Cybersecurity as a business
Meanwhile the trend towards connected objects is bringing with it an increase in the overall scope for and risk of cyber-attacks. Not only is this threat potentially very serious but such attacks often occur in total silence. Consequently, there is a market here in which insurers, as trusted third parties, should definitely be positioning themselves.
Deloitte experts calculate that, following the advent of self-driving cars within the next couple of years, the frequency of road accidents will plummet by around 80% by 2040, but what will happen if cyber-criminals manage to seize control of this type of vehicle? Although to date there have been no reports of cyber-piracy against autonomous vehicles, US researchers demonstrated in 2015 what might happen and a year later someone hacked into a Tesla. Meanwhile ‘white hat’ hackers have also shown the feasibility of remotely hacking a pacemaker.
Yoni Abittan, a strategic analyst at L’Atelier BNP Paribas who is an expert in applied research into cybersecurity, foresees that the insurer of tomorrow could well become a cyber tech company. He underlines “Connected objects are not ‘secure by design’ , i.e. designed from the very outset with security as a major consideration. Going forward, insurers will no longer be able to simply provide insurance services; they’ll need to position themselves upstream of the value chain, co-designing solutions in conjunction with the makers of connected objects so as to develop the layers of security needed to ensure a secure IoT before these objects start being produced on a massive scale.”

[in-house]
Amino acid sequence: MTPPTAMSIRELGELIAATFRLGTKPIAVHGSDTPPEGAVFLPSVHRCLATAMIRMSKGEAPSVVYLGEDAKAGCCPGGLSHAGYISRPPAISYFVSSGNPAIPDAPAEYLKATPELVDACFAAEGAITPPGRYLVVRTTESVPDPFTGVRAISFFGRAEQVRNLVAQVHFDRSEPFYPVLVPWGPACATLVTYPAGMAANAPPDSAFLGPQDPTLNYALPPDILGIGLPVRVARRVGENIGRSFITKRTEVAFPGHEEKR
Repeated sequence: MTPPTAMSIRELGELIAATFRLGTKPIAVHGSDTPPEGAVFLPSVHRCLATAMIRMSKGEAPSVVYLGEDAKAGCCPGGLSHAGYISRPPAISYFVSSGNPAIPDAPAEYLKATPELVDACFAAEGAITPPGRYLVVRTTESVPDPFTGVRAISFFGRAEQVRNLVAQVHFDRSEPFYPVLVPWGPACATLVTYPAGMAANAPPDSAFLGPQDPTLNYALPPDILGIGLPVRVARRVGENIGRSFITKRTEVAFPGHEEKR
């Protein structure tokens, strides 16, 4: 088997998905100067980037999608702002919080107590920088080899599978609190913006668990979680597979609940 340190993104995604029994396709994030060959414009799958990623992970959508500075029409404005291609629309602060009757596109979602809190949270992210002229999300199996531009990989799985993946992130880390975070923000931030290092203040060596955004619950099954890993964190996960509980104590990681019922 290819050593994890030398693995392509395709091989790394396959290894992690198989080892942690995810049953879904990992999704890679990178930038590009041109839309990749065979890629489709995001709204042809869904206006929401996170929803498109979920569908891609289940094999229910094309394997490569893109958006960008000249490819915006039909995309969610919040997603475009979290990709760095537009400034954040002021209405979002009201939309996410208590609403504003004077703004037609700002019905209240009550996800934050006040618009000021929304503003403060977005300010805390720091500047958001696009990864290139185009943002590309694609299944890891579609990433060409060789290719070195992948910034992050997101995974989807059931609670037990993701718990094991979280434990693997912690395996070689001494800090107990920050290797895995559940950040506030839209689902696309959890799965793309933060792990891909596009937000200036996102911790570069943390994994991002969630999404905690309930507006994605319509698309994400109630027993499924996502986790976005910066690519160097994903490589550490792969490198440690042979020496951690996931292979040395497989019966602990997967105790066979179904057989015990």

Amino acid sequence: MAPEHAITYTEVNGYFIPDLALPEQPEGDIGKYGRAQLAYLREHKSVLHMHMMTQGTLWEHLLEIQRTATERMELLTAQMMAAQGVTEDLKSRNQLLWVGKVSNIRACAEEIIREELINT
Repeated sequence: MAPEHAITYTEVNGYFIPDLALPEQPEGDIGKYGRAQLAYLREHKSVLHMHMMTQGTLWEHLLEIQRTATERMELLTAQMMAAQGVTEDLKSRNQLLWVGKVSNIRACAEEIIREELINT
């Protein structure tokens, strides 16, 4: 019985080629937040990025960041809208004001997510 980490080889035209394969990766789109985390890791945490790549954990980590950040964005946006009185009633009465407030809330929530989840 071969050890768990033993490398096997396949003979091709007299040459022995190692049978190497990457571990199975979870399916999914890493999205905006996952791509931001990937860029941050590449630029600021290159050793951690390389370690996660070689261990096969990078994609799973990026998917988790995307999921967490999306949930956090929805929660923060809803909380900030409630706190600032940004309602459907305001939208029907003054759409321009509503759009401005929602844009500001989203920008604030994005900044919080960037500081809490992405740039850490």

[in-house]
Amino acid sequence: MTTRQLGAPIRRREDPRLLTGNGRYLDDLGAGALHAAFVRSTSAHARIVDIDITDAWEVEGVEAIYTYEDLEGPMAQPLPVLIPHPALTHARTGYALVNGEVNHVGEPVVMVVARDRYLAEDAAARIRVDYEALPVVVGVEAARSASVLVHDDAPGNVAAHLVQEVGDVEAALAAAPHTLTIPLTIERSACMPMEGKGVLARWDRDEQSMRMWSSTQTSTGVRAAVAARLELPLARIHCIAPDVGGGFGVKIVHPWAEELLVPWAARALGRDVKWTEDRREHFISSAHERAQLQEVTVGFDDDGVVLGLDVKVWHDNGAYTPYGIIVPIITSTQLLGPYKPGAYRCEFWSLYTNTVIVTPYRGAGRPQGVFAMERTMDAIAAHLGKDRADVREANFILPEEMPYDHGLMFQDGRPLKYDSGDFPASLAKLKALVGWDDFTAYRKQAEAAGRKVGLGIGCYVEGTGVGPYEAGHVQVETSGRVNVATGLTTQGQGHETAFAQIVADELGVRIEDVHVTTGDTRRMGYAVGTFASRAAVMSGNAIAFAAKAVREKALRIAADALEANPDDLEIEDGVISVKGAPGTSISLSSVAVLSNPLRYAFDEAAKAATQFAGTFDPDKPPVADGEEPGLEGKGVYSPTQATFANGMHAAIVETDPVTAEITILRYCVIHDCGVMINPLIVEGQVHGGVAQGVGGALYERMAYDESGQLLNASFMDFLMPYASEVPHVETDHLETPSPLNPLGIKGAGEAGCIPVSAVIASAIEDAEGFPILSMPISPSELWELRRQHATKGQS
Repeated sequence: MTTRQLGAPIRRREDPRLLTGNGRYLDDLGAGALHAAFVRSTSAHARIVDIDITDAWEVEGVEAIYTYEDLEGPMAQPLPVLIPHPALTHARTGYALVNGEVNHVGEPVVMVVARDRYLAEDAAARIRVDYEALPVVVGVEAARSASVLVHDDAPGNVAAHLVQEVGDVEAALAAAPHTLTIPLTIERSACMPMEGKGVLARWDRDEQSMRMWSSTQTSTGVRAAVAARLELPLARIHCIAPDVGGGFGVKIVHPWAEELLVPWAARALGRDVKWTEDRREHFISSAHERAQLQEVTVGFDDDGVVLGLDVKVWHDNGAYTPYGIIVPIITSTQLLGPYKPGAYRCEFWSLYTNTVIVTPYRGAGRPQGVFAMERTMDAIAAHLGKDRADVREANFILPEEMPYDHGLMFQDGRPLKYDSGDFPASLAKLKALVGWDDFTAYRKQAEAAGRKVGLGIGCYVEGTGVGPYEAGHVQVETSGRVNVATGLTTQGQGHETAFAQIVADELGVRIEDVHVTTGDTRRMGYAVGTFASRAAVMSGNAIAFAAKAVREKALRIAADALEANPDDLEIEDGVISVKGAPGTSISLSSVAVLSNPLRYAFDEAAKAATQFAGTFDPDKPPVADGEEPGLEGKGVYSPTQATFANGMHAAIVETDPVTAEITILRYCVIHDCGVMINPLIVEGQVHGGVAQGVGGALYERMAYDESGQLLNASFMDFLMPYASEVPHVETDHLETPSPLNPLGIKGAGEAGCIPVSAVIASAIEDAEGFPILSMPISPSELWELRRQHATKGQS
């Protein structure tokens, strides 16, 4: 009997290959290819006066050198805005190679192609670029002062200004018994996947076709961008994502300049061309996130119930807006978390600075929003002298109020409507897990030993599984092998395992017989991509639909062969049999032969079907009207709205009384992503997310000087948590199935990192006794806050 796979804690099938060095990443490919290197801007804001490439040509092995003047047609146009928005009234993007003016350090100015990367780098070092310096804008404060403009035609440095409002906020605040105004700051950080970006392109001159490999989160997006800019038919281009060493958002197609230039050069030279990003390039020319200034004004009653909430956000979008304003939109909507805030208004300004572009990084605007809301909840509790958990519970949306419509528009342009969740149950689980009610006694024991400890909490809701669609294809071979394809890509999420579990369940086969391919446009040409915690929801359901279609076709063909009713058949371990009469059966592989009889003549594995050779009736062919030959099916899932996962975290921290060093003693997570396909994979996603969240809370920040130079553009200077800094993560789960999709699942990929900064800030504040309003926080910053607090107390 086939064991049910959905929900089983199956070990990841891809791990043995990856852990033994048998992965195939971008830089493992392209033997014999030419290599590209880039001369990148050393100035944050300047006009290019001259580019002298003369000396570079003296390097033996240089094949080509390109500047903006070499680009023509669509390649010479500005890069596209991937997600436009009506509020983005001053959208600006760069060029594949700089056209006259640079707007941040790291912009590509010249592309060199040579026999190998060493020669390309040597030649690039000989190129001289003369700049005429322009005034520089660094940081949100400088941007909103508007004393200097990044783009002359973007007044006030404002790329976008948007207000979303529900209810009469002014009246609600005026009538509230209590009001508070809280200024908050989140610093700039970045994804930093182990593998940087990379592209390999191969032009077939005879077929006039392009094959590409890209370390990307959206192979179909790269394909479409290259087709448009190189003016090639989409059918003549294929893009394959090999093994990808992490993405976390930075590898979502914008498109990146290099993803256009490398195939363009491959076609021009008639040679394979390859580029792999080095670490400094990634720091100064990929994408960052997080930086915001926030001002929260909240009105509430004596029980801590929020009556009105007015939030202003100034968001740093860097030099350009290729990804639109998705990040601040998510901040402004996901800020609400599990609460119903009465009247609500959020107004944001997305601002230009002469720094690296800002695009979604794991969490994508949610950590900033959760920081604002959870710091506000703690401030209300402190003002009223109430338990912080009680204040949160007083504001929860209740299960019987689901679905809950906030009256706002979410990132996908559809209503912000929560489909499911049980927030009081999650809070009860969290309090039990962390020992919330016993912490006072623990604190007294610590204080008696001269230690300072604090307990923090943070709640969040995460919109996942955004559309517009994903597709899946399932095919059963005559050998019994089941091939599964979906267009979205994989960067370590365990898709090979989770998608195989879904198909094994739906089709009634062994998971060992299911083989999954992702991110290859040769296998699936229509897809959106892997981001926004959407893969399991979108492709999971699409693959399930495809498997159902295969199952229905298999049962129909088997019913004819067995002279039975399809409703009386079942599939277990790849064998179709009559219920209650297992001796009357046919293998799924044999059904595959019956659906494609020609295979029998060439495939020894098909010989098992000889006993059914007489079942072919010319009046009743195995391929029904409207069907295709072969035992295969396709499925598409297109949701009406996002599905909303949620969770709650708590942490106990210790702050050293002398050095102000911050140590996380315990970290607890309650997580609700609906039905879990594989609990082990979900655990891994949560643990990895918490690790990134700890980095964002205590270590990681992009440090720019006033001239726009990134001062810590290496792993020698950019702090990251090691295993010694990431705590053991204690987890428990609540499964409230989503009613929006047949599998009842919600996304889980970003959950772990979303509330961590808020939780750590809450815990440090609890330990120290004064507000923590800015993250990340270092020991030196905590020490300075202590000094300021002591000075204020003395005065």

US insurer Allstate has already grasped this new challenge, and has acquired a startup called InfoArmor that specialises in employee identity protection. The figures indicate just how much is at stake here. In 2017, 600 million out of a total of 2.7 billion data sets that were compromised were instances of identity theft (Gemalto, 2016), incurring costs estimated at $16 billion in the United States alone (Javelin Strategy & Research, 2017). Moreover, studies show that the more trust customers place in a given company’s data security, the more likely they are to share their personal data with that organisation.